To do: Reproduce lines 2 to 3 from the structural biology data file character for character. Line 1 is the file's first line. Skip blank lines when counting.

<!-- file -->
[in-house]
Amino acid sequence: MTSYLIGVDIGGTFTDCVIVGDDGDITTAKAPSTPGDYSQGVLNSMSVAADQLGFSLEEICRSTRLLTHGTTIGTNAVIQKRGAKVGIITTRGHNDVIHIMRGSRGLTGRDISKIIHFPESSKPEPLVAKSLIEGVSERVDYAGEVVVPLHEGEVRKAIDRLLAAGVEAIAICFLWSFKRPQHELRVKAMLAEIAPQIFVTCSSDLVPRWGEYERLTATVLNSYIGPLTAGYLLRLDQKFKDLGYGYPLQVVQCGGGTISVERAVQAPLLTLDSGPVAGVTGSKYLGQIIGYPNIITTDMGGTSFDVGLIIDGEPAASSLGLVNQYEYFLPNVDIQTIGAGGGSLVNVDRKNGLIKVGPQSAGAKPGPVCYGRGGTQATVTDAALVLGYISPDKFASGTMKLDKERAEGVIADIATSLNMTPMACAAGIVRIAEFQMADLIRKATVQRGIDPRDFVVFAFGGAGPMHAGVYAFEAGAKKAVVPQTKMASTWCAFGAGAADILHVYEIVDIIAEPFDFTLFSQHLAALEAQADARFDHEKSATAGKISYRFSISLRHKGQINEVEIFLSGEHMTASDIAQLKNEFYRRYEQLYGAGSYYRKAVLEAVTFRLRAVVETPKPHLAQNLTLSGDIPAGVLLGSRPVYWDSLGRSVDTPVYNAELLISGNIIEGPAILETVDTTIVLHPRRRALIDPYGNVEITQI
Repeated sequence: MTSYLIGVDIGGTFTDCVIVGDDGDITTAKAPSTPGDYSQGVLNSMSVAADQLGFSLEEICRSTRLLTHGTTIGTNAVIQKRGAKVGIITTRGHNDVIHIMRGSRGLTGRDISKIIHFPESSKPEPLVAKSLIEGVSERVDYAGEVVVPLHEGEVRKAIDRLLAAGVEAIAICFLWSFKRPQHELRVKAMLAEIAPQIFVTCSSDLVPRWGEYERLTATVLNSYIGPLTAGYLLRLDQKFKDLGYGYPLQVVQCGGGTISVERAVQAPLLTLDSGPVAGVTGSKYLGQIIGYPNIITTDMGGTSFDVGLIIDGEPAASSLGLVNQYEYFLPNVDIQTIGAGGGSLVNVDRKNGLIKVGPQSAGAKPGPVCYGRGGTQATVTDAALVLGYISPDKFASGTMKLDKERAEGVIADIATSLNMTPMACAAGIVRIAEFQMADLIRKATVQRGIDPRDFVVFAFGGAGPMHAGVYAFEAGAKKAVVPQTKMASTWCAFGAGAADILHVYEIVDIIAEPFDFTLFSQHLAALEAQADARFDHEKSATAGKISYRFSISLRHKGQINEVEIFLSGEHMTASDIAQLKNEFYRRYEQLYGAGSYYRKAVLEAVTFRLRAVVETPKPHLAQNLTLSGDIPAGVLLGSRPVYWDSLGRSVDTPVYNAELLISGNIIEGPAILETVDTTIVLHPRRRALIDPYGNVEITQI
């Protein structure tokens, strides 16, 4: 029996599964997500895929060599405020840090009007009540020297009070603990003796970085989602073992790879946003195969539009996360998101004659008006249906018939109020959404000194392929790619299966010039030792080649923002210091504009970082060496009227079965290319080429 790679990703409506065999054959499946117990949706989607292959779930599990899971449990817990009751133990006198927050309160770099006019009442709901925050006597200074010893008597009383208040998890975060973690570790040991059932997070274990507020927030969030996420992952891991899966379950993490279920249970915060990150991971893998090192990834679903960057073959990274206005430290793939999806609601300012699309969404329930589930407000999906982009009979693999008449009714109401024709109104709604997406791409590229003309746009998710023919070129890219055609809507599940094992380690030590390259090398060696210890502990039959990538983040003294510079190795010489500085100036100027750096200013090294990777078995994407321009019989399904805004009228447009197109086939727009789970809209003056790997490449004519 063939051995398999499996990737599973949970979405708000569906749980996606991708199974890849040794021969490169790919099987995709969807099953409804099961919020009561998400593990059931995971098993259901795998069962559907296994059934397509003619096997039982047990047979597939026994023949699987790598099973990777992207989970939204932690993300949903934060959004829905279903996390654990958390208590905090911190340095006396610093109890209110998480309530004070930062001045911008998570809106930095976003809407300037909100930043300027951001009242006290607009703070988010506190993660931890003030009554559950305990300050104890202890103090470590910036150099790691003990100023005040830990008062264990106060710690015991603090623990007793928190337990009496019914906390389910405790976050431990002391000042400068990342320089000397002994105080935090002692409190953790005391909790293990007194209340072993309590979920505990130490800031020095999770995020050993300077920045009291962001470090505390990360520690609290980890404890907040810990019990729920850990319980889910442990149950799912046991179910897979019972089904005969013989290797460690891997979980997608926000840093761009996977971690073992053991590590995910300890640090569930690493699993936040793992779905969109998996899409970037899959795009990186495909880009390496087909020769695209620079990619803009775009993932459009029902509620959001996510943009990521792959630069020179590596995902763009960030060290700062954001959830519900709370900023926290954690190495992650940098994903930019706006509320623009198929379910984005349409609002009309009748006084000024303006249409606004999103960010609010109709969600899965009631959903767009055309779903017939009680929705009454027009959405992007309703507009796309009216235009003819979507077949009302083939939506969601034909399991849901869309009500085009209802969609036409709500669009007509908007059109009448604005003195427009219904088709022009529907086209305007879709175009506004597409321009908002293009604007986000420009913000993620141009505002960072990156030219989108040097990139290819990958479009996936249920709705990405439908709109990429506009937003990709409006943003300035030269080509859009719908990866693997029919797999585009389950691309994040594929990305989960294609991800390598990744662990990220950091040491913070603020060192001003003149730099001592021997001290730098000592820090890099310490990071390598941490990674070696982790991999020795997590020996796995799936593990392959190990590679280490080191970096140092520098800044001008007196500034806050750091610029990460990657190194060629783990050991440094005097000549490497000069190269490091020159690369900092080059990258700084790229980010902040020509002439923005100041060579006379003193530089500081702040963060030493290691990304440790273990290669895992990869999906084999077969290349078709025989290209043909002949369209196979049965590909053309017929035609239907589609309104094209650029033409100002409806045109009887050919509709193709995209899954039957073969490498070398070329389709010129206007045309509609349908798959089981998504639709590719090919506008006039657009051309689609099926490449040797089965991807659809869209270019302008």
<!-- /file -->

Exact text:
Amino acid sequence: MTSYLIGVDIGGTFTDCVIVGDDGDITTAKAPSTPGDYSQGVLNSMSVAADQLGFSLEEICRSTRLLTHGTTIGTNAVIQKRGAKVGIITTRGHNDVIHIMRGSRGLTGRDISKIIHFPESSKPEPLVAKSLIEGVSERVDYAGEVVVPLHEGEVRKAIDRLLAAGVEAIAICFLWSFKRPQHELRVKAMLAEIAPQIFVTCSSDLVPRWGEYERLTATVLNSYIGPLTAGYLLRLDQKFKDLGYGYPLQVVQCGGGTISVERAVQAPLLTLDSGPVAGVTGSKYLGQIIGYPNIITTDMGGTSFDVGLIIDGEPAASSLGLVNQYEYFLPNVDIQTIGAGGGSLVNVDRKNGLIKVGPQSAGAKPGPVCYGRGGTQATVTDAALVLGYISPDKFASGTMKLDKERAEGVIADIATSLNMTPMACAAGIVRIAEFQMADLIRKATVQRGIDPRDFVVFAFGGAGPMHAGVYAFEAGAKKAVVPQTKMASTWCAFGAGAADILHVYEIVDIIAEPFDFTLFSQHLAALEAQADARFDHEKSATAGKISYRFSISLRHKGQINEVEIFLSGEHMTASDIAQLKNEFYRRYEQLYGAGSYYRKAVLEAVTFRLRAVVETPKPHLAQNLTLSGDIPAGVLLGSRPVYWDSLGRSVDTPVYNAELLISGNIIEGPAILETVDTTIVLHPRRRALIDPYGNVEITQI
Repeated sequence: MTSYLIGVDIGGTFTDCVIVGDDGDITTAKAPSTPGDYSQGVLNSMSVAADQLGFSLEEICRSTRLLTHGTTIGTNAVIQKRGAKVGIITTRGHNDVIHIMRGSRGLTGRDISKIIHFPESSKPEPLVAKSLIEGVSERVDYAGEVVVPLHEGEVRKAIDRLLAAGVEAIAICFLWSFKRPQHELRVKAMLAEIAPQIFVTCSSDLVPRWGEYERLTATVLNSYIGPLTAGYLLRLDQKFKDLGYGYPLQVVQCGGGTISVERAVQAPLLTLDSGPVAGVTGSKYLGQIIGYPNIITTDMGGTSFDVGLIIDGEPAASSLGLVNQYEYFLPNVDIQTIGAGGGSLVNVDRKNGLIKVGPQSAGAKPGPVCYGRGGTQATVTDAALVLGYISPDKFASGTMKLDKERAEGVIADIATSLNMTPMACAAGIVRIAEFQMADLIRKATVQRGIDPRDFVVFAFGGAGPMHAGVYAFEAGAKKAVVPQTKMASTWCAFGAGAADILHVYEIVDIIAEPFDFTLFSQHLAALEAQADARFDHEKSATAGKISYRFSISLRHKGQINEVEIFLSGEHMTASDIAQLKNEFYRRYEQLYGAGSYYRKAVLEAVTFRLRAVVETPKPHLAQNLTLSGDIPAGVLLGSRPVYWDSLGRSVDTPVYNAELLISGNIIEGPAILETVDTTIVLHPRRRALIDPYGNVEITQI